which would make labor's position highly pre-
carious during wartime. Our government may
have been slow in starting its emergency pro-
gram, but fast moving defense preparations will
not permit petty strikes to block their path.
In the past, the unions have always amused
the nation with their family antics. They took
the New York World's Fair for a ride that
hasn't ended yet. America laughed at the spec-
tacle of only a union electrician being allowed'
to install light bulbs, but war has no room for
a sense of humor. If the labor unions do not
shelve this myopic policy, they will soon dis-
cover that their traditional gains will have given
way to the biggest company union ever set up.
- Dan Behrman
Racketeering In AFL
St. Louis got acquainted with George E.
Browne, international president of the Stage
Hands and Movie Operators' Union, at the time
of the protracted scandals and brawling over
the actions of his intimate friend and co-worker,
John Nick, former head of the local union.
Browne was recently re-elected to the executive
council of the AFL as twelfth vice-president.
At the same time, the convention adopted an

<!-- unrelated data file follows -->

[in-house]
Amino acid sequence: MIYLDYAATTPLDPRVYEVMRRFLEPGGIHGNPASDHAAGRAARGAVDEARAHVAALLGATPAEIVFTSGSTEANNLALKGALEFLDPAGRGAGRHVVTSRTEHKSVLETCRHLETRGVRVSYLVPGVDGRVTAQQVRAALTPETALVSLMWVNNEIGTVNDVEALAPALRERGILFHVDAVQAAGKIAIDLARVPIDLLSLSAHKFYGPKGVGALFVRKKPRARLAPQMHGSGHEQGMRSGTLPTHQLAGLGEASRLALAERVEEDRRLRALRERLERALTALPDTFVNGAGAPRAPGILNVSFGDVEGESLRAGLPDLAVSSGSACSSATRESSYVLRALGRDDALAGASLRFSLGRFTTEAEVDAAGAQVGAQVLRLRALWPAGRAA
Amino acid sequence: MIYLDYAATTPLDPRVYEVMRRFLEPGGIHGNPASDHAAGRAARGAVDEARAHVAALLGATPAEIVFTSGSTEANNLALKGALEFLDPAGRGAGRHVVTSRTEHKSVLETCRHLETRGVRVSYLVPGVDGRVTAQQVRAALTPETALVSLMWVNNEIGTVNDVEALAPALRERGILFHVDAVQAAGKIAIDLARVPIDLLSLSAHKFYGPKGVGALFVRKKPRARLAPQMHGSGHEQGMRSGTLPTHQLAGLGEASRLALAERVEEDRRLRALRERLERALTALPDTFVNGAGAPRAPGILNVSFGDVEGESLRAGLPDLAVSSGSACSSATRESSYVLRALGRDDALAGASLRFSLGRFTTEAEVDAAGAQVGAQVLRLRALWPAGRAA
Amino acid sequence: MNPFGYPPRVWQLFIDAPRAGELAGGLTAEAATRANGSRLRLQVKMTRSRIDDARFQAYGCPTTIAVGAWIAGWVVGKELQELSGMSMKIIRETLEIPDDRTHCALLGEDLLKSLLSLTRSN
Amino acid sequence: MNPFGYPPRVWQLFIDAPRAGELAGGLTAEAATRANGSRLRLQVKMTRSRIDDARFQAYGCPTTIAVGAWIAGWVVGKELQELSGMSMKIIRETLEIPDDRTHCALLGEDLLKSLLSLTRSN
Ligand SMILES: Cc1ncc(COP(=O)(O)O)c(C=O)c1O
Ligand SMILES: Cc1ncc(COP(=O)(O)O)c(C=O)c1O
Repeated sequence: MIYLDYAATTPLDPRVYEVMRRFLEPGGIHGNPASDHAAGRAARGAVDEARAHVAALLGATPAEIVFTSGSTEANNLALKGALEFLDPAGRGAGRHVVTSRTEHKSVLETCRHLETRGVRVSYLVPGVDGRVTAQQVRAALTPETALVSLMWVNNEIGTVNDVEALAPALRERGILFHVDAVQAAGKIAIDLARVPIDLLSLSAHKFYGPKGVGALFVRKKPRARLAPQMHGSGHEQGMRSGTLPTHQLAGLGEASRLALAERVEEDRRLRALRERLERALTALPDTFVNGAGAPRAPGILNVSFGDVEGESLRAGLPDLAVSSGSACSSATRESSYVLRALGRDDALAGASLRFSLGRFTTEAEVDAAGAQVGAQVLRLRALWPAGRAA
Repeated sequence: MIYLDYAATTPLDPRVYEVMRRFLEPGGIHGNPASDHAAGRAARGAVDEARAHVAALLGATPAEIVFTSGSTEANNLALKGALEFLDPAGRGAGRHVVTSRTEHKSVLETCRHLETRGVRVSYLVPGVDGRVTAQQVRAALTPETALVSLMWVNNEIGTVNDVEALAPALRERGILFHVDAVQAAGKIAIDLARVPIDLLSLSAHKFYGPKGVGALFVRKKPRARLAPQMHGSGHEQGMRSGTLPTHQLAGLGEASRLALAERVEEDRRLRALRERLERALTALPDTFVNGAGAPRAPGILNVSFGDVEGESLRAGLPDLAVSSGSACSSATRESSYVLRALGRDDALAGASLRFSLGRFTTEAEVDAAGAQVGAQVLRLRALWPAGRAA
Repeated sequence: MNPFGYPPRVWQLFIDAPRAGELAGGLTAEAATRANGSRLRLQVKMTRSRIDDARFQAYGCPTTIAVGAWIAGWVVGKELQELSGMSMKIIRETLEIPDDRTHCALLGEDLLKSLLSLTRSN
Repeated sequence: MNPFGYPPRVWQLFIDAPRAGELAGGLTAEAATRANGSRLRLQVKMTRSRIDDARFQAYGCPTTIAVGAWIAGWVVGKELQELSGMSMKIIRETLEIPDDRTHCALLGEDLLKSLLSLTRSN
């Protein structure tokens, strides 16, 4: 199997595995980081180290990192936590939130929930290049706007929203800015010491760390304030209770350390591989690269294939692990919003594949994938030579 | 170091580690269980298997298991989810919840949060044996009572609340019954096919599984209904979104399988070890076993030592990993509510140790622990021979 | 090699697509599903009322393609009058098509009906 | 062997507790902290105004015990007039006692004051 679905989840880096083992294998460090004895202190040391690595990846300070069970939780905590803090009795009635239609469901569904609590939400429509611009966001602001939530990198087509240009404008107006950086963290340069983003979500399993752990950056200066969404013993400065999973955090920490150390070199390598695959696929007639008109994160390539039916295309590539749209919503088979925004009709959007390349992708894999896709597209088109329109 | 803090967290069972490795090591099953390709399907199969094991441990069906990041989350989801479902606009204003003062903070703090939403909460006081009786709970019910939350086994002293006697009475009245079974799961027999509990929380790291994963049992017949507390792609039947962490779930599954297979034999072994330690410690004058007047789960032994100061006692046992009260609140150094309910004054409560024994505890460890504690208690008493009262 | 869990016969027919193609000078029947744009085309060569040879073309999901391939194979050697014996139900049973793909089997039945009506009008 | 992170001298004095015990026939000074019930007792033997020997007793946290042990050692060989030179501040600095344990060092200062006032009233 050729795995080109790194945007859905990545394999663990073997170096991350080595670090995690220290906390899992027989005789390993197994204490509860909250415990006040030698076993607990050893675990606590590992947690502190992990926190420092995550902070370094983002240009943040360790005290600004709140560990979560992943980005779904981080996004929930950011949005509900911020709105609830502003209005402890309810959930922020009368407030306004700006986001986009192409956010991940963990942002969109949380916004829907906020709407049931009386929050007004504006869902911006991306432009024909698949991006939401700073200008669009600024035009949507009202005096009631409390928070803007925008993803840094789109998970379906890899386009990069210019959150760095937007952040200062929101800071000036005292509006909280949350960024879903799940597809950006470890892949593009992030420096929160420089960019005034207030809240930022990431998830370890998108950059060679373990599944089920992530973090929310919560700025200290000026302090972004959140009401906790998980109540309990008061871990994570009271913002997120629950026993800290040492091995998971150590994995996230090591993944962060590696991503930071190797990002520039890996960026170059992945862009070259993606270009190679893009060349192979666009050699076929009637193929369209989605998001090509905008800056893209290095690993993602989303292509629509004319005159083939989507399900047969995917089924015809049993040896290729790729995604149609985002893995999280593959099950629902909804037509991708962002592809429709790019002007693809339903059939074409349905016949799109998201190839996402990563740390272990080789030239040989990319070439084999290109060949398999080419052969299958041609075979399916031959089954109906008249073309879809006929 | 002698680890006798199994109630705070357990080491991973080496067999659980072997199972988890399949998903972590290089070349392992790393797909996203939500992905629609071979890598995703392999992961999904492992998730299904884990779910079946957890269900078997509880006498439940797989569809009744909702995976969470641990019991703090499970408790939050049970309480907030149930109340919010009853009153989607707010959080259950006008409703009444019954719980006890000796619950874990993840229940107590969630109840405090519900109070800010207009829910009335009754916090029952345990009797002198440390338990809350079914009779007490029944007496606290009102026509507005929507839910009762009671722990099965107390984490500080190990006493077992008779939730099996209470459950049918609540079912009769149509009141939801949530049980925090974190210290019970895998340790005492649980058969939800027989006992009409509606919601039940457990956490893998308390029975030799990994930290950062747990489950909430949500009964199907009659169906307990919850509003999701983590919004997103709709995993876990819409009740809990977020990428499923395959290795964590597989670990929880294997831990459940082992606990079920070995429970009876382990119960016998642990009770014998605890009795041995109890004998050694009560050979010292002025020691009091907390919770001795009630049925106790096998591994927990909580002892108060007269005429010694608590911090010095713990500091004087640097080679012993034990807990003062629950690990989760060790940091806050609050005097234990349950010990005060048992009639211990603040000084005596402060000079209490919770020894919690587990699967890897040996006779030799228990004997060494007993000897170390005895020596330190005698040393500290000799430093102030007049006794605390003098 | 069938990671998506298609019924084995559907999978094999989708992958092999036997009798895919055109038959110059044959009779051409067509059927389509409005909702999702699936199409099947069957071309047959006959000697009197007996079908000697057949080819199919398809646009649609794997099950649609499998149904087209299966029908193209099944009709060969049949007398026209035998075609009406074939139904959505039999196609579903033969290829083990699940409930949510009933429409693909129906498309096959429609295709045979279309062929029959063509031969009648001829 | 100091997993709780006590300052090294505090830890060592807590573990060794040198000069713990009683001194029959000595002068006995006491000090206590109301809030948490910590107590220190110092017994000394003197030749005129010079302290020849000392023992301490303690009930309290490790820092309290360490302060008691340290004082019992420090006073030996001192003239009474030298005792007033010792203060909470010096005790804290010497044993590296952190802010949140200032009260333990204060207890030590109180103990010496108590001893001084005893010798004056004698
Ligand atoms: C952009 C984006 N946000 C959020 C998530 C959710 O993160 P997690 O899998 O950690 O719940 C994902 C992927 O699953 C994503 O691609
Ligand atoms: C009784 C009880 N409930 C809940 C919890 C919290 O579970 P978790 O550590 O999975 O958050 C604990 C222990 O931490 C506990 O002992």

eloquent but ineffectual resolution condemning
This makes a "fascinating picture", in the
eyes of Edwin A. Lahey, veteran labor reporter
of the Chicago Daily News. Browne, he writes,
has "surrounded himself with some of the finest
gorillas who ever dodged a day's work in Chi-
nn ^ 1Aon ilfo f an a _ n _ r ,n - ~
War Credit Barriers
WASHINGTON - Few questions of foreign
policy have aroused more intensity of feeling
among members of the Roosevelt Cabinet than
the proposed credit (some Cabinet member
call it "gift") of $100,000,000 to the Franco
government in Spain.
Those who champion it the most ardently are
U.S. Ambassador Weddell in Spain and Assistant
Secretary of State Breckenridge Long, both of
whom, incidentally, married wealthy St. Louis
wives, and both of whom now seem to have
sold their Spanish "gift" idea to Cordell Hull.
Those who most ardently oppose the hundred
millions to Franco are Secretary of the Treasury
Morgenthau and Secretary of the Interior Ickes.
Morgenthau, as a director of the Export-Import
Bank, is in a strategic position to block the
"gift" and may do so.
His fear is that any large loan to Franco would
rouse American public opinion against the more
worthwhile credits which are now in process
of negotiation - $160,000.000 to China and $100,-
000,000 to Argentincel The Argentine credit is
considered vital to the Good Neighbor policy,
while the credit to China is to help continue
resistance against Japan.
Purpose of the Spanish credit, according to
the State Department career boys, is to keep
Franco out of the war. It has leaked out, how-
ever, that in his talks with Ambassador Wed-
dell, Franco has refused to give a definite pledge
to stay out of the war, and will only no so fa
as to say that he "does not foresee war."
Real fact is that Franco will have to go into
war on the side of Germany whenever Hitler
wants him to, and no advance pledge of any